SECONDLY. With regard to the Reason, " Because there was no necessity for Adam in his primitive condition to believe in Christ :" No one will refute this argument, unless by asserting, that God infused a power into man, which was of no service, and which could be of none whatever, except when man is reduced to that state into which God himself forbids him to fall, and into which he cannot fall but through [prevaricationem] the transgression of the Divine command. But I must here be understood as always speaking about a power to believe the Gospel and in Christ, as distinct from a power of believing in God according to the legal prescript.

Thirdly. With regard to what belongs to the Conclusion which is to be deduced from the preceding, I will burden it only with one absurdity: If matters be as they have stated them, “ that man in bis primeval state possessed a power to believe in Christ," when no necessity existed for the exercise of such faith in Christ; and if this power was withdrawn from him after the fall, when it began to be really necessary for him ; such a dispensation of God has been very marvellous, and completely opposed to the Divine Wisdom and Goodness, the province of which consists in making provision about things necessary for those who live under the government and care of these attributes.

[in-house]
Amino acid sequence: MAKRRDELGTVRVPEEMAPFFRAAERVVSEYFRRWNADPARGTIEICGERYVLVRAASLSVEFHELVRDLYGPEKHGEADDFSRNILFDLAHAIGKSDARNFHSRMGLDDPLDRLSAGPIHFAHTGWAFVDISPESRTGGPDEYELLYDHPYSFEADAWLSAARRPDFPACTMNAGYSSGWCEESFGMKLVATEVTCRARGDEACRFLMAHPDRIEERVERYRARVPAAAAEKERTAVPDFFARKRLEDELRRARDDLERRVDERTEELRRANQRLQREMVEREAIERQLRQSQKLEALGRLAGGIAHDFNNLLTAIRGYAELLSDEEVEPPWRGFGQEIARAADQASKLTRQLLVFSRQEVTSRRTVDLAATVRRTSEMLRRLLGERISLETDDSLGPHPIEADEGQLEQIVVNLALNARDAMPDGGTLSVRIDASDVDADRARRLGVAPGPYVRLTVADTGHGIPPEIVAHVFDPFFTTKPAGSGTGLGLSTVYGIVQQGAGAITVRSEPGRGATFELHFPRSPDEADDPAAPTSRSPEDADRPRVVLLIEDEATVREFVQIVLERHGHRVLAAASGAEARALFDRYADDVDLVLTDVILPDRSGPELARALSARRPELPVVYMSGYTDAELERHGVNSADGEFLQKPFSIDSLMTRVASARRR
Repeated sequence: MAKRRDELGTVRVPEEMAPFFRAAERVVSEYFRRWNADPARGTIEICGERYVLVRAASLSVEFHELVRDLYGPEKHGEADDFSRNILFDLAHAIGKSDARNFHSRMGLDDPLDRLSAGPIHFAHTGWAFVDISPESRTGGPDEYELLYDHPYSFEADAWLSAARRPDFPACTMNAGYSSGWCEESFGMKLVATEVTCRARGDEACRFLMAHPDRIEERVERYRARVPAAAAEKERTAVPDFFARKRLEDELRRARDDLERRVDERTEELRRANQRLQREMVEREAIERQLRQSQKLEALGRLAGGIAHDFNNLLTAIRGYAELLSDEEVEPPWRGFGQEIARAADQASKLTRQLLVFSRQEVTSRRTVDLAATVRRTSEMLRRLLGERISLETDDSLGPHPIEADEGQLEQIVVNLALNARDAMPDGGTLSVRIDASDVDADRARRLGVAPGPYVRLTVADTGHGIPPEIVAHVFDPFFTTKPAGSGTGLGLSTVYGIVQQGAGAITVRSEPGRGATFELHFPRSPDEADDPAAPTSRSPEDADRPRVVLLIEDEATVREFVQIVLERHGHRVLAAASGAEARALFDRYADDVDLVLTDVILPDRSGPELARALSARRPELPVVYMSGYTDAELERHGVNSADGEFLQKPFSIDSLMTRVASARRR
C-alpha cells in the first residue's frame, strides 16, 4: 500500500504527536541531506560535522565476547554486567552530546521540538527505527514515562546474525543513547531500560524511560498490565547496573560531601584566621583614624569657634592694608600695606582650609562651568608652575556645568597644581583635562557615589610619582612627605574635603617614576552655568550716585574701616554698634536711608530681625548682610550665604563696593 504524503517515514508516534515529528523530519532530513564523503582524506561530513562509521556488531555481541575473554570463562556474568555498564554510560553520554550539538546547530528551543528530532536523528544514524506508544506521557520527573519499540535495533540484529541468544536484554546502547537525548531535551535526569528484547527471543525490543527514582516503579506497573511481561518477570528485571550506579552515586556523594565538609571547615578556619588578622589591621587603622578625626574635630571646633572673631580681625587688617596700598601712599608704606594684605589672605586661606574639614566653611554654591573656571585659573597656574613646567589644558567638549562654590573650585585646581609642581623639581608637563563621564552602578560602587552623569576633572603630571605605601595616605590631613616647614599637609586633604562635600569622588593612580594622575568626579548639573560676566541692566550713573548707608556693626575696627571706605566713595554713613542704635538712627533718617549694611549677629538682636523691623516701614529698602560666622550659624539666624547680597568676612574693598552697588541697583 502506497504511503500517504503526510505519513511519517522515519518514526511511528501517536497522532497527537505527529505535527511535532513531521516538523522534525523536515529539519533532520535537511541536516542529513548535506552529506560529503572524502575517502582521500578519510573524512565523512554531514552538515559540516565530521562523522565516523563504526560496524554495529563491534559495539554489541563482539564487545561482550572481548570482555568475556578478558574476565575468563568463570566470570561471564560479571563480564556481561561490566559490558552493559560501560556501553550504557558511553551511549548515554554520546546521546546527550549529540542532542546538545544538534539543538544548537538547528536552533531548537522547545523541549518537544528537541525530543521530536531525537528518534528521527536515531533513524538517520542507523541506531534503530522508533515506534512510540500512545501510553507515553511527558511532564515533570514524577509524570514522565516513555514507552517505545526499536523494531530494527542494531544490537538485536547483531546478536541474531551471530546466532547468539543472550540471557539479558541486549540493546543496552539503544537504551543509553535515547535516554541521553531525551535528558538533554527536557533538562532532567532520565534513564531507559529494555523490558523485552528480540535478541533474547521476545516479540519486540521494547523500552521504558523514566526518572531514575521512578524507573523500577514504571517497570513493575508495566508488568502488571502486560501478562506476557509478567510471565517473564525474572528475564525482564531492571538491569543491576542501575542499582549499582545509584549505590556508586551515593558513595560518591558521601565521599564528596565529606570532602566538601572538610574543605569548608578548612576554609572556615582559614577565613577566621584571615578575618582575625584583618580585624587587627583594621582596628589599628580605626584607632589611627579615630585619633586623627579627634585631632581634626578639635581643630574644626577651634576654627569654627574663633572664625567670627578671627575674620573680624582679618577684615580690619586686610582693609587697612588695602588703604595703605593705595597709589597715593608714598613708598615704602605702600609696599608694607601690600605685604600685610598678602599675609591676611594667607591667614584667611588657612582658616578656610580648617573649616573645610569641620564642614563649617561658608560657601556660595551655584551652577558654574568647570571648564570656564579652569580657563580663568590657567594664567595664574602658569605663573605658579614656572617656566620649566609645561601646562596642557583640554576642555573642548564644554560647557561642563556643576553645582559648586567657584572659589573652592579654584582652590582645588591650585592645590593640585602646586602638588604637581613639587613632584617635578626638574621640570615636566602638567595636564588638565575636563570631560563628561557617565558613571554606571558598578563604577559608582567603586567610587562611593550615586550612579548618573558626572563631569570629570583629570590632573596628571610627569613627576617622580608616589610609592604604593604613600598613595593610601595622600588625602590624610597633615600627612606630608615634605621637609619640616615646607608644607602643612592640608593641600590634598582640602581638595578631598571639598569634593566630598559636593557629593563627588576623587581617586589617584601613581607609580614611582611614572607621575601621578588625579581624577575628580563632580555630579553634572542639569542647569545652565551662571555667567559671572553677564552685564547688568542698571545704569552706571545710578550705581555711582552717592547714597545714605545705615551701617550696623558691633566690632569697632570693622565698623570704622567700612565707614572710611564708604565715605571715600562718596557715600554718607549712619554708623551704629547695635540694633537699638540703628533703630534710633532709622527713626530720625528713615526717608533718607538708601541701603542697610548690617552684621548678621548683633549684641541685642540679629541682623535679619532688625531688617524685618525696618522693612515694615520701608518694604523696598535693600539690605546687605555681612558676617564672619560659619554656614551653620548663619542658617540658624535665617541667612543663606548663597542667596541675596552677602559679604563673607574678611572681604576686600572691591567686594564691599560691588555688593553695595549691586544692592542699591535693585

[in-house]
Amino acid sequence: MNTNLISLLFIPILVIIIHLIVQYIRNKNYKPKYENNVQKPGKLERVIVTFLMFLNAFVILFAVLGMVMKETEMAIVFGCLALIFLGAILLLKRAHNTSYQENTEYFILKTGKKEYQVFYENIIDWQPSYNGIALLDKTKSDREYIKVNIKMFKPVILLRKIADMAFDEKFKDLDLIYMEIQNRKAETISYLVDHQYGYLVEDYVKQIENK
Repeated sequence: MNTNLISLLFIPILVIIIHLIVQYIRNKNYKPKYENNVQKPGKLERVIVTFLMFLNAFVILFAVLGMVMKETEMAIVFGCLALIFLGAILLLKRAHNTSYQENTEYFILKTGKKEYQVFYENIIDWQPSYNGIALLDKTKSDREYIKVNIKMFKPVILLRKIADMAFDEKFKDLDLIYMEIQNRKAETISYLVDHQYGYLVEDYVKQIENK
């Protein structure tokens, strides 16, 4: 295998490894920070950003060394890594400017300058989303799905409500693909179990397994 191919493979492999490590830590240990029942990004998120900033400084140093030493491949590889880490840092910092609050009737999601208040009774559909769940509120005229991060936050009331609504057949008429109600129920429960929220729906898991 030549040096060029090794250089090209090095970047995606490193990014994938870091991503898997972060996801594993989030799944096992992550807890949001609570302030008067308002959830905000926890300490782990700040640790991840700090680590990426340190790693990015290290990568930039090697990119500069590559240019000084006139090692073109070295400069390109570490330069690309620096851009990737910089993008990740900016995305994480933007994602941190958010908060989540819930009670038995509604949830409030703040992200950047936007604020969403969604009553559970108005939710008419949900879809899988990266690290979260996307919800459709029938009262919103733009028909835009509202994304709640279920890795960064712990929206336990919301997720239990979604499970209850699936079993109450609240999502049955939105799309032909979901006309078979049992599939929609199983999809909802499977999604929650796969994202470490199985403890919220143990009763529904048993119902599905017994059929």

I desist from adding any more ; because the absurdity of this dogma will not easily obtain credit with such persons as have learned to form a judgment from the Scriptures, and not from prejudices previously imbibed. I will only subjoin, that this dogma never obtained in the church of Christ, nor has it ever been accounted an article relating to faith.

ARTICLE XX. It cannot possibly be proved from the Sacred Writings, that the

angels are now confirmed in their estate.

ANSWER. This article also has been besprinkled with calumny; though I am of opinion, that it was done in ignorance by him from whose narration it is imposed on me: For I did not deny that this fact